This information is taken from the statutory List as it was in 2001 and may not be up to date.
SJ 2929 NW OSWESTRY C.P. CROSS STREET (north side)
14/65 Nos. 1 and 3 (Llwyd - Mansion) 10.9.51 GV I
House, with ground floor latterly used as shops, now empty. Mid- to late C15, re-modelled c. 1604 with later additions and alterations.
Timber frame with plaster infill, partly painted in imitation externally, late C19 machine tile roof and 2 yellow brick stacks with moulded capping to back wall. Original plan appears to have comprised 4 units, the ground and first floors of each unit possibly forming a 2-storey shop, with an open solar above; now truncated by at least half a bay to Bailey Street side. 3 storeys and gable-lit attic; framing: close-set vertical posts with middle rail to second floor and irregular square and rectangular panels with long straight tension braces to first floor; ground floor has C20 shop front and brick plinth carried round to left gable end; this and the front are jettied to first and second floors (and also formerly to attic gable), the second-floor moulded bressumer is supported by carved brackets springing from thin wooden posts with cushion capitals, which rise from first-floor bressumer beneath (evidence for appearance of first-floor jetty destroyed by insertion of shop front); irregular fenestration, 3 late C19 casements directly below eaves to second floor, first floor has wooden mullioned and transomed windows with projecting moulded cills to left, right and centre and a restored C15 four-light trefoil-headed window with mouchettes and quatrefoils above between centre and right windows; immediately to left of centre mullioned and transomed window is a small blocked 4-light mullion window, probably also original to building; gable has two 3-light mullioned and transomed windows with projecting moulded cills to first floor and a similar 4-light window above, small fixed-light window with quatrefoil decoration below to attic: all the gable windows were, however, considerably restored and replaced or newly made when this part of the building was truncated in late C19; plaster roundel to left-hand side of second floor on front has double-headed eagle (coat-of-arms of Lloyd family) and the words"LLWYD/1604/MANSION" painted in late C19/C20 lettering.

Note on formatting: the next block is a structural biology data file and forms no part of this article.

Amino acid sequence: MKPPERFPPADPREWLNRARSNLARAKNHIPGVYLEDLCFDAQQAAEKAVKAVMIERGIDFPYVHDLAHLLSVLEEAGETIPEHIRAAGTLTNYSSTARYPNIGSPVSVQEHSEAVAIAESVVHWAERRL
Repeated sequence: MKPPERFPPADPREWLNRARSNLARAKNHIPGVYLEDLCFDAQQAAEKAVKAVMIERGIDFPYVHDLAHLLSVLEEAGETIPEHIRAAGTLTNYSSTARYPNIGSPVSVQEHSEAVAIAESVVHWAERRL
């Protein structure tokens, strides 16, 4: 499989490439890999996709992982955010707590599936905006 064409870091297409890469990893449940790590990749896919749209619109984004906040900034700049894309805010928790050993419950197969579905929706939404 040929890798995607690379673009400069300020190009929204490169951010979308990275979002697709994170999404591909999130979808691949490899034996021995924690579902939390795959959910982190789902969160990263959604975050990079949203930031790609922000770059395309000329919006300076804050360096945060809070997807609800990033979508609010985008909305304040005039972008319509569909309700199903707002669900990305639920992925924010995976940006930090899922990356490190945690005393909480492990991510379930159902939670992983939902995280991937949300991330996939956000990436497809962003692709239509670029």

Interior: interpretation of original lay-out of ground floor difficult owing to presence of C20 mezzanine [due to be removed at time of re-survey (August 1985)]; first floor has boxed-in ceiling beams, upward and downward swinging braces from wall-posts, and dragon beam for jetty above in left-hand bay; more can be seen on second floor: 3 square-panelled cross walls have plastered wattle and daub infill but ceiling is later insertion and this floor was originally open to roof; this is of Queen-strut construction in 5 bays with both open and closed trusses, curved cusped windbraces and downward and upward swinging chamfered curved braces to tie beams from principal rafters and wall-posts respectively. The unusual arrangement of this house, including the possibility that the second bay from right was a smoke bay, deserves further study. Scheduled Ancient Monument, County No. 138, B.O.E. p. 224; Salop County Sites and Monuments Record PRN 1120; Carole Ryan, personal communication.
Listing NGR: SJ2907229622
© Mr Les White. Source: Historic England Archive
This photograph was taken for the Images of England project
People & Organisations
Photographer: White, Les
Rights Holder: White, Les
Brick, Daub, Plaster, Tile, Timber, Wattle, Medieval Jettied House, Tudor Monument (By Form), Jettied Building, Timber Framed Building, Timber Framed House, House, Domestic, Dwelling, Coat Of Arms, Commemorative, Commemorative Monument, Date Stone, Commemorative Stone, Shop, Commercial
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